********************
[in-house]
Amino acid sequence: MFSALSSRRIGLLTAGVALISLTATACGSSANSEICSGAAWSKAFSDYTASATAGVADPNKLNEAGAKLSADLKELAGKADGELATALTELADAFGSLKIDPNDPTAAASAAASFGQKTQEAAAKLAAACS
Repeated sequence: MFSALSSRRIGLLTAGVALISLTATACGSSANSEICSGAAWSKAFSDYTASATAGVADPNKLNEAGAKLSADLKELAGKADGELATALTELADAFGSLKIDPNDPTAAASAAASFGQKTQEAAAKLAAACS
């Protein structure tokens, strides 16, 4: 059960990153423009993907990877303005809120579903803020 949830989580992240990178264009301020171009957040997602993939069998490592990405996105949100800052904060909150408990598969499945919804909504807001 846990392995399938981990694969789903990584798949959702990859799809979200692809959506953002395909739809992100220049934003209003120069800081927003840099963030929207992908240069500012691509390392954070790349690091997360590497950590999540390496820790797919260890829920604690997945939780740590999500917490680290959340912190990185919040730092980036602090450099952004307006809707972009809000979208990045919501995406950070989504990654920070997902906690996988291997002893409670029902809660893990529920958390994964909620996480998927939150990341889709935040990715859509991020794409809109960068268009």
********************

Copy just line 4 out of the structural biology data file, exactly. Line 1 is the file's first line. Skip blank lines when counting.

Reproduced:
């Protein structure tokens, strides 16, 4: 059960990153423009993907990877303005809120579903803020 949830989580992240990178264009301020171009957040997602993939069998490592990405996105949100800052904060909150408990598969499945919804909504807001 846990392995399938981990694969789903990584798949959702990859799809979200692809959506953002395909739809992100220049934003209003120069800081927003840099963030929207992908240069500012691509390392954070790349690091997360590497950590999540390496820790797919260890829920604690997945939780740590999500917490680290959340912190990185919040730092980036602090450099952004307006809707972009809000979208990045919501995406950070989504990654920070997902906690996988291997002893409670029902809660893990529920958390994964909620996480998927939150990341889709935040990715859509991020794409809109960068268009």